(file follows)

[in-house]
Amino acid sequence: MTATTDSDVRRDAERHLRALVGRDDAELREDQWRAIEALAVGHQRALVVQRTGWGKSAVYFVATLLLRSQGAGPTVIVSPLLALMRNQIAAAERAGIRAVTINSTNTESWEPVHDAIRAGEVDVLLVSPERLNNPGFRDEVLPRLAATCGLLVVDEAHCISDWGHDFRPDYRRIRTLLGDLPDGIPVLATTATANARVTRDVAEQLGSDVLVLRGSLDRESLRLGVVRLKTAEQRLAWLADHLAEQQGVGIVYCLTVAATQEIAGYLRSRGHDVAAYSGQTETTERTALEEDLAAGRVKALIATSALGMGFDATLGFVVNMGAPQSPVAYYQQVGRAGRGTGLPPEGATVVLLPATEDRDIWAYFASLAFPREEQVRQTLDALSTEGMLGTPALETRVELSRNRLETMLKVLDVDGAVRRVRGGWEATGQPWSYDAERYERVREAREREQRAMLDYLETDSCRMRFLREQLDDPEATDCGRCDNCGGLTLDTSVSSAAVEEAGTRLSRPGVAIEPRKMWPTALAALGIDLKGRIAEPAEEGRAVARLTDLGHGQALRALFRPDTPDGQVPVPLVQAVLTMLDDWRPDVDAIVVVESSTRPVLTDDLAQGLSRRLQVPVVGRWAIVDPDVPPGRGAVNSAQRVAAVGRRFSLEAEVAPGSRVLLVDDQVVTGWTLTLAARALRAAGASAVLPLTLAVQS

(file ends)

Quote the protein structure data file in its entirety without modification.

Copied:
[in-house]
Amino acid sequence: MTATTDSDVRRDAERHLRALVGRDDAELREDQWRAIEALAVGHQRALVVQRTGWGKSAVYFVATLLLRSQGAGPTVIVSPLLALMRNQIAAAERAGIRAVTINSTNTESWEPVHDAIRAGEVDVLLVSPERLNNPGFRDEVLPRLAATCGLLVVDEAHCISDWGHDFRPDYRRIRTLLGDLPDGIPVLATTATANARVTRDVAEQLGSDVLVLRGSLDRESLRLGVVRLKTAEQRLAWLADHLAEQQGVGIVYCLTVAATQEIAGYLRSRGHDVAAYSGQTETTERTALEEDLAAGRVKALIATSALGMGFDATLGFVVNMGAPQSPVAYYQQVGRAGRGTGLPPEGATVVLLPATEDRDIWAYFASLAFPREEQVRQTLDALSTEGMLGTPALETRVELSRNRLETMLKVLDVDGAVRRVRGGWEATGQPWSYDAERYERVREAREREQRAMLDYLETDSCRMRFLREQLDDPEATDCGRCDNCGGLTLDTSVSSAAVEEAGTRLSRPGVAIEPRKMWPTALAALGIDLKGRIAEPAEEGRAVARLTDLGHGQALRALFRPDTPDGQVPVPLVQAVLTMLDDWRPDVDAIVVVESSTRPVLTDDLAQGLSRRLQVPVVGRWAIVDPDVPPGRGAVNSAQRVAAVGRRFSLEAEVAPGSRVLLVDDQVVTGWTLTLAARALRAAGASAVLPLTLAVQS